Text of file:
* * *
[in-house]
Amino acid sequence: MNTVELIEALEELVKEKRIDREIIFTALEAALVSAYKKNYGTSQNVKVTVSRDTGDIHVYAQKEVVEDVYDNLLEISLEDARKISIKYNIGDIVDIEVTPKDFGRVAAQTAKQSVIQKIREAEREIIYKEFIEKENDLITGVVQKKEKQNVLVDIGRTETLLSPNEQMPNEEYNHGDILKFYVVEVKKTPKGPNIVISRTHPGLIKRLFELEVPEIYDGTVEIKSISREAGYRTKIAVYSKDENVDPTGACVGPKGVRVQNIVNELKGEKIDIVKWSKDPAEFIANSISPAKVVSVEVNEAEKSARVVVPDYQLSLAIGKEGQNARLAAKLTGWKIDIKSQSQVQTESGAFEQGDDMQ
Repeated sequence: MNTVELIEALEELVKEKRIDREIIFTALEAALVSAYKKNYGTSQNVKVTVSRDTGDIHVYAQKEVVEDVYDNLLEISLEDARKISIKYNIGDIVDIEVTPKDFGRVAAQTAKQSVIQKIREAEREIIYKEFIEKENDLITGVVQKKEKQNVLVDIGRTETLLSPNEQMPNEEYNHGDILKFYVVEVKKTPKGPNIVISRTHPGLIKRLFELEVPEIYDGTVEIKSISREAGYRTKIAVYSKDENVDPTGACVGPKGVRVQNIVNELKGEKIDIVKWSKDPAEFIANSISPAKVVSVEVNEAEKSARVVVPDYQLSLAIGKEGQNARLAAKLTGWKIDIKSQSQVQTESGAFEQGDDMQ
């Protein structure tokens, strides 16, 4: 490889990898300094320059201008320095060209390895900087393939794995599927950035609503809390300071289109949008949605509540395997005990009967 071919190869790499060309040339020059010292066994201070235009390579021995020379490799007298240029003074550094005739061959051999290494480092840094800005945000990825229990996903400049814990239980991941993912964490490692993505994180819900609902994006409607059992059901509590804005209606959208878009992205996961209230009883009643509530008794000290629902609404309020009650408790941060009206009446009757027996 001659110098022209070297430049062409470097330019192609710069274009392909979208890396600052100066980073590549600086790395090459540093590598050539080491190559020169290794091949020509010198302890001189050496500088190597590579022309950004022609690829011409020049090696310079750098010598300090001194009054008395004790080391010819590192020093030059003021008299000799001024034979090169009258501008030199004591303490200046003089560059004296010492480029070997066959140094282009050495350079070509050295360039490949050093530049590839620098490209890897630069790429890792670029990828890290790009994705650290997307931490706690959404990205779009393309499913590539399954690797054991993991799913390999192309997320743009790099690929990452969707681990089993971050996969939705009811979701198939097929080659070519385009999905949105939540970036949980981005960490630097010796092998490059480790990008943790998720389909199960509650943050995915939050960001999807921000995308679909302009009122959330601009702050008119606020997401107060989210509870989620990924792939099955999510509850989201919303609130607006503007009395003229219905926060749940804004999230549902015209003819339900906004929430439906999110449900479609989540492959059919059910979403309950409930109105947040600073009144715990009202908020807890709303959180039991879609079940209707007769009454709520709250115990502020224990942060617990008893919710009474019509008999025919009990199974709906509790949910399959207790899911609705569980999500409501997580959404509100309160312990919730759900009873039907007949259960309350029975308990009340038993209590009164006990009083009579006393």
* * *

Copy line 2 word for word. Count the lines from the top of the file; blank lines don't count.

Amino acid sequence: MNTVELIEALEELVKEKRIDREIIFTALEAALVSAYKKNYGTSQNVKVTVSRDTGDIHVYAQKEVVEDVYDNLLEISLEDARKISIKYNIGDIVDIEVTPKDFGRVAAQTAKQSVIQKIREAEREIIYKEFIEKENDLITGVVQKKEKQNVLVDIGRTETLLSPNEQMPNEEYNHGDILKFYVVEVKKTPKGPNIVISRTHPGLIKRLFELEVPEIYDGTVEIKSISREAGYRTKIAVYSKDENVDPTGACVGPKGVRVQNIVNELKGEKIDIVKWSKDPAEFIANSISPAKVVSVEVNEAEKSARVVVPDYQLSLAIGKEGQNARLAAKLTGWKIDIKSQSQVQTESGAFEQGDDMQ